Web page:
Some of the roads after Canterbury, Tonbridge, Redhill were in bad shape and some really deep grooves carved in the road gave me the wobbles a couple of times and so I wasn’t rushing. I was tired anyway. I passed through Canterbury, Challock, Charing, (twice because I was lost), Pluckley and when I reached Tonbridge. I made a few wrong turns. I then decided I’d better start looking for somewhere to stay for the night.

As I rode on, I would stop now and again trying to locate somewhere. I was using the local directories on Google Maps and Airbnb. Every place I called was booked, some even overbooked! I rode on and at the next stop, I’d try again. I came to the decision that if I wasn’t going to find anywhere, then I’d just ride on until I reached Birkenhead or wherever I could get my head down for the night. The sun was just starting to dip and when I rode through a small wood which had trees overhanging the road, it got dark. At this point, my plans were up in the air. The luggage on my front rack was blocking the headlight and so no light was shining on the road. I pulled over at the next stop and tried to see if I could rearrange my luggage. I also made one last try to find somewhere to sleep. By this time I was at Woking.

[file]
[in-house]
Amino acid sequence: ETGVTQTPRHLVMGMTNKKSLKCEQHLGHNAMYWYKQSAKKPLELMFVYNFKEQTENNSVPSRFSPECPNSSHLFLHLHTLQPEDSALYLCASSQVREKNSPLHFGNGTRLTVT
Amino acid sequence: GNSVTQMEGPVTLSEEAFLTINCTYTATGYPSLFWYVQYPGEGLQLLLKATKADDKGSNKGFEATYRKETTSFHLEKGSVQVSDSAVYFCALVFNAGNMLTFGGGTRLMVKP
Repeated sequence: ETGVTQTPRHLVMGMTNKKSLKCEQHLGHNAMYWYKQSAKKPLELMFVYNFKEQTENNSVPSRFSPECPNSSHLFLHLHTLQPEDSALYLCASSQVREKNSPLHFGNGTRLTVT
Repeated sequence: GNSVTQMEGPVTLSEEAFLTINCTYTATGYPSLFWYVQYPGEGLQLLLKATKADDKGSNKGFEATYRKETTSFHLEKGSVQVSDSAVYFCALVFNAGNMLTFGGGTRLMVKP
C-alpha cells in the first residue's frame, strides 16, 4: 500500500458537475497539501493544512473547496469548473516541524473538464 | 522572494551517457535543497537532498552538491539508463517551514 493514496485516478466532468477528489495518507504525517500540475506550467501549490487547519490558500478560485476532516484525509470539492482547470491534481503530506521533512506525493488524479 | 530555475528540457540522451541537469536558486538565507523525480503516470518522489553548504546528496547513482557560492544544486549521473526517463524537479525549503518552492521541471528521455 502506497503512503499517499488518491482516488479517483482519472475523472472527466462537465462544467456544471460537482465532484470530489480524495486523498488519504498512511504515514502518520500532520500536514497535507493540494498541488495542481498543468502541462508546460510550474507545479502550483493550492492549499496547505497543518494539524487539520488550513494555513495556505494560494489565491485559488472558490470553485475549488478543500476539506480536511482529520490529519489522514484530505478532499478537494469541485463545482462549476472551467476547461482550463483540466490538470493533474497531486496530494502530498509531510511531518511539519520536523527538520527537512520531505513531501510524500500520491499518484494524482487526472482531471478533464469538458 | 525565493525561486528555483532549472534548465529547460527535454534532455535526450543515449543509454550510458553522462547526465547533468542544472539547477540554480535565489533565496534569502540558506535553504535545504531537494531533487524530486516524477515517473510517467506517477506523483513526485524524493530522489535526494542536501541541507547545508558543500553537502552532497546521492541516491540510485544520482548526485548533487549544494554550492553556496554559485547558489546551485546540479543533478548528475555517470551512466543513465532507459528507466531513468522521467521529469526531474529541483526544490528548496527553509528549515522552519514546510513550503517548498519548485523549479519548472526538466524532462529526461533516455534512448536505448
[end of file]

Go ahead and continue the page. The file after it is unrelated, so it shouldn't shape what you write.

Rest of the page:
Now with no hope of getting a room. I was now trying to figure out whereabouts I could sleep out in the open. Towns were out of the question. Countryside seemed the best option, maybe a track off the road. Even my old friend Andy Vass put out a call for my assistance. The light of the sun was now diminishing and I was just onto the A322 dual carriageway coming alongside Bagshot. Up ahead of me I saw a layby with a couple of lorries parked up. I pulled over and accepted this was my spot for the night. After adding a couple of layers of clothing from my luggage I looked around the grass bank that was free from shrubs stank of piss. For the rest of the night, I sat on the Lambretta. Around midnight I was getting cold and I wished for the hot night at Verdun when it was too hot to sleep. Cars and lorries continually along the carriageway kept me from nodding off. I wasn’t keen on falling asleep anyway. I didn’t fancy the idea of being woke by a mugging.

Total miles Covered: 1,733

Thought for the day: Stick to the plan!

Riding The Western Front: Day 16 – Tuesday 10th July